It’s been a very, very long time since I wrote a music review, mostly out of laziness and indecisiveness. I hope to break that streak with today’s edition: Mastodon’s cosmic and acid-laced magnum opus, “Crack the Skye”. I chose this album on the fly and despite my not having heard it in full for a while, I am very familiar with it, and also because I can’t think of any other album to write about. So without further ado let’s get started.
Let’s start with the album art. Mastodon’s prominence and popularity, in my opinion, stems not only from their unconventional musical nature and direction, but also from each album’s captivating and very intriguing artwork, and “Crack the Skye” is certainly no exception.
The mastermind behind the album cover and beyond is longtime collaborator Paul Romano, but somehow I feel “amazing” is insufficient to describe his work, and that speaks for itself. What I like the most about it is that the imagery throws the listener off at first glance (“This looks to me more like an underground psychedelic band’s album more than a metal band’s,” I said) in terms of the music, but with each listen it gradually accumulates coherence.
Again, this is musically speaking. As far imagery and lyrics are concerned, the answer to that question is rather clear, as we’re about to find out. That red and angry-looking ethereal bear that looks like it was pulled out of Skyrim? Put two and two together and tell me what you get (Hint: the answer is “Russia”). That bearded figure who swallowed a flashlight and took a family photo with his clone and pet bear? That’s Rasputin. Yep, from there it’s pretty clear that this album is set in Tzarist Russia, but there’s a lot more to it than that.
The album deals with astral projection (hence the nature of the album cover and lyrical matter), namely with one rather unfortunate paraplegic who flies too close to the sun while in the middle of an out of body experience and somehow ended up in the company of Grigori Rasputin. Ample mention is made to him and a good number is quite spot-on, not to mention they make him out to be a pleasant and benign fellow. Still, I’d have reservations about leaving my valuables-let alone my very essence-with Rasputin, but I digress.
Our reluctant traveler drifts between dimensions and even into Hell (we’ll get to that in a while) before either making it back home or continuing his journey into the unknown, whatever tickles your pickle. It’s therefore safe to say that Mastodon’s taken a very…different approach with this album as a whole when compared to their previous works. With no shortage of heavy riffs, memorable melodies and insane drum fills (as is customary of the incredible Brann Dailor), spaced-out psychedelic influences, and vivid symbolism woven into the lyrics, “Crack the Skye” is a definite pleaser and intellectual treat for the musically-minded and inclined.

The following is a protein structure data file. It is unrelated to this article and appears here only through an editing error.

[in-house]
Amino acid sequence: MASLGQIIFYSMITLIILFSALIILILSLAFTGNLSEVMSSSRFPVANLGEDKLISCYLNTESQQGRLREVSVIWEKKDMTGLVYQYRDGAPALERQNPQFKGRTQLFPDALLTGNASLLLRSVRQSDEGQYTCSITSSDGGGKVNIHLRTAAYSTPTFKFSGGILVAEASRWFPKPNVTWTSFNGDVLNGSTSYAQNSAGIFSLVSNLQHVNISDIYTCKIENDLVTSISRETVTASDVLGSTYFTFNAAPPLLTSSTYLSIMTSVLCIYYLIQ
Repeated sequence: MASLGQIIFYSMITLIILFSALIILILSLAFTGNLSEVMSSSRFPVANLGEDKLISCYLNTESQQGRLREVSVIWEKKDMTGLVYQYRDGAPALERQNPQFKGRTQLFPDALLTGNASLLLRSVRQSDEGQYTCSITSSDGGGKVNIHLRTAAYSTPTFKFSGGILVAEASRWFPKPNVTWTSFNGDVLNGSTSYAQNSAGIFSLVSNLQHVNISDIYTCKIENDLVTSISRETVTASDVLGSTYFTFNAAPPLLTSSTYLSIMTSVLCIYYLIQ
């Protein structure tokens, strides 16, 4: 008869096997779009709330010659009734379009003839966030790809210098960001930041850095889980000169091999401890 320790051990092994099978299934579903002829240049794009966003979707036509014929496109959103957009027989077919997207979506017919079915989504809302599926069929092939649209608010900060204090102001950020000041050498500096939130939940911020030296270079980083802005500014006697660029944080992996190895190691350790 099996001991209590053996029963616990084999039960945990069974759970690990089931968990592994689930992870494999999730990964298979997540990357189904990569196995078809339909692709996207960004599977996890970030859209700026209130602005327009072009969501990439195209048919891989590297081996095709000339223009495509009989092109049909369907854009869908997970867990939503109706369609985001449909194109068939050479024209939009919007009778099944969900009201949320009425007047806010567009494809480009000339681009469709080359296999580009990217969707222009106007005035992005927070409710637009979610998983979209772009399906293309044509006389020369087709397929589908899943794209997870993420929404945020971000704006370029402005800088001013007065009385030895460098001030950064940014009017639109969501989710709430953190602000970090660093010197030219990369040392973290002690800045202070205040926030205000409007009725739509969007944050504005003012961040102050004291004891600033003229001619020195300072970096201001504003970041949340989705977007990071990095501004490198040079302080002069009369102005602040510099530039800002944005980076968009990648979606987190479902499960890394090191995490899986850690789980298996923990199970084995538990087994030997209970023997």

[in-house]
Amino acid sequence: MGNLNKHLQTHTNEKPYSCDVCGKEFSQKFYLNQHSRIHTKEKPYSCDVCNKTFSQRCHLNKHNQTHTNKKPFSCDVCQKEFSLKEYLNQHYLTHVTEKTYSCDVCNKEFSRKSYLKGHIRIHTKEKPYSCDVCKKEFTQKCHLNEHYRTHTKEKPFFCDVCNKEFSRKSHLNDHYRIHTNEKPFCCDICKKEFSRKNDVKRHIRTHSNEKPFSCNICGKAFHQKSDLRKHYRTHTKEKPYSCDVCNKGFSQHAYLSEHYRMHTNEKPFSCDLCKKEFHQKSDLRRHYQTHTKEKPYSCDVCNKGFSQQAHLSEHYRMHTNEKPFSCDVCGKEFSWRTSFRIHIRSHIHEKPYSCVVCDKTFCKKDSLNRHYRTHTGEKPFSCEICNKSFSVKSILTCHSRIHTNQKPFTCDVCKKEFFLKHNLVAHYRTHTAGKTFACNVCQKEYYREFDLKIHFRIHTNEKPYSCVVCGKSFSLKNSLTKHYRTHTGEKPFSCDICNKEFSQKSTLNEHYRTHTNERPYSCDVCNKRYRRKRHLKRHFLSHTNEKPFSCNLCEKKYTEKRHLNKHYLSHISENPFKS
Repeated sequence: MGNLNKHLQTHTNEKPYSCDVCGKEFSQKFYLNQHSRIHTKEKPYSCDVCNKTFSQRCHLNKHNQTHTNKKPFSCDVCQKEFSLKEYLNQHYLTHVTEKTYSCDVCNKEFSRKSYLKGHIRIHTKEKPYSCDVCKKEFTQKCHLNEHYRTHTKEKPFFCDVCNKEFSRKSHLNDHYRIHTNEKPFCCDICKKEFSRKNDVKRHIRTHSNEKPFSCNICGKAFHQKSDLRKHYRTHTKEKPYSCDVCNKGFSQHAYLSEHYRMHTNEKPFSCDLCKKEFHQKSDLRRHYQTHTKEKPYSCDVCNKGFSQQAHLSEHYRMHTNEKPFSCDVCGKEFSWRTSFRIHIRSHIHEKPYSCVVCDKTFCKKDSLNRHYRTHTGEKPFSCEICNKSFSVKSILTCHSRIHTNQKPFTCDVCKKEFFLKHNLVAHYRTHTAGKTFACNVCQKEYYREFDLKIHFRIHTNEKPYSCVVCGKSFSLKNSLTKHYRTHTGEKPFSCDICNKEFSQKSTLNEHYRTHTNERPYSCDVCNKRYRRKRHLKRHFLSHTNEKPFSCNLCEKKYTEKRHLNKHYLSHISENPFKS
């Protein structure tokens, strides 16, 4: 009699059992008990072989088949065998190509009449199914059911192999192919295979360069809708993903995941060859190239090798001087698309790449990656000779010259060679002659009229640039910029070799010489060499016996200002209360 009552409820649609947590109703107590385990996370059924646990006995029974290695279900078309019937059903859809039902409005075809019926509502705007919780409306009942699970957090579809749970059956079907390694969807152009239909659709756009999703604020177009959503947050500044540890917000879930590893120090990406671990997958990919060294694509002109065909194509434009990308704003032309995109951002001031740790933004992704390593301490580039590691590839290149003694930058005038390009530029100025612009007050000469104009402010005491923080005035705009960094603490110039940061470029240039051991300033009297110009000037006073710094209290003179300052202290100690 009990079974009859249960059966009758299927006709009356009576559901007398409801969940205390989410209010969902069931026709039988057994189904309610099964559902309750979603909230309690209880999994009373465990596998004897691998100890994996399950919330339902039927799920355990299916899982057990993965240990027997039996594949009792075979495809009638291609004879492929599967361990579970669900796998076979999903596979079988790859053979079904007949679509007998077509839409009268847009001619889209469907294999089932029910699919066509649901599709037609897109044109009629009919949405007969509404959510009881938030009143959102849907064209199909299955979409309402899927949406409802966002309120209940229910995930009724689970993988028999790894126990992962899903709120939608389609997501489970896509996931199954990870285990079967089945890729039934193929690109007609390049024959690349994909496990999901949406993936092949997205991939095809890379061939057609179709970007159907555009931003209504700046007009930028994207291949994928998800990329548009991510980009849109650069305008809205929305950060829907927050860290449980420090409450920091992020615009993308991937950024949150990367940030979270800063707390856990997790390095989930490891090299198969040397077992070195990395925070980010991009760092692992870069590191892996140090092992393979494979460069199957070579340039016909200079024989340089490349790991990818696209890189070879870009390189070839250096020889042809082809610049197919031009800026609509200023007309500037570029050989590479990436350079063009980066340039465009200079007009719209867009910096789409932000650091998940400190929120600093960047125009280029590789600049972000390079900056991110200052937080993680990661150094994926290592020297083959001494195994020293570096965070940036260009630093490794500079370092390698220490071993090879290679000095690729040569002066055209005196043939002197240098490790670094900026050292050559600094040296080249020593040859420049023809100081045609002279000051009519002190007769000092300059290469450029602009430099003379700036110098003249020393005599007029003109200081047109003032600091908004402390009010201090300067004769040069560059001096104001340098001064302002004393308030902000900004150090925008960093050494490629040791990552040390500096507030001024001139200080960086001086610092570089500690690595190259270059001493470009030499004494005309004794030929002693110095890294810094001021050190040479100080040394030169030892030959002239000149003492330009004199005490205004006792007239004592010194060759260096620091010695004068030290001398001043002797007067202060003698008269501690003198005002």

What makes “Crack the Skye” even more interesting is that it was written partly with personal reasons in mind: “Skye” refers to drummer Brann Dailor’s deceased sister of the same name who died of a drug overdose while still in her teens. I feel that this is truly reflected in two tracks, opener “Oblivion” and the title track. “Oblivion” has two dimensions to it that both deal with the loss of a loved one, with one narrative (Dailor) lamenting said loss and other (bassist Troy Sanders and guitarist Brent Hinds) taking the mantle of that loved one’s soul drifting into the unknown. “Crack the Skye” continues this, but this time with the loved one drifting through Hell and (I believe) both parties bargaining with Lucifer for the release of his/her soul.
Other than that, the rest of the album is one massive trip, but keeping the emotional element in mind better cements it in one’s mind and enhances the already otherworldly experience the album offers, and could also have the added benefit of providing closure for those in mourning-kinda like Johannes Brahms’ Ein Deutsches Requiem, except it’s heavier, faster, cryptic, and in English.
The only fault I found with this album is just the typical “I would’ve written that part differently”-grade issues one is bound to find in even their favorite album of all time; also, I feel most metal albums these days need. More. Bass. (unless you own a powerful-enough sound system of pair of headphones). Otherwise, “Crack the Skye” is a musical, artistic, and lyrical masterpiece-brilliantly composed, executed, and produced. While those among us (myself included) pray to the gods of Rock and Roll for them to record another album like this, just knowing that Crack the Skye exists is solace enough.
Final score: 9.8/10
Favorite tracks: The Last Baron, Oblivion, Crack the Skye, The Ghost of Karelia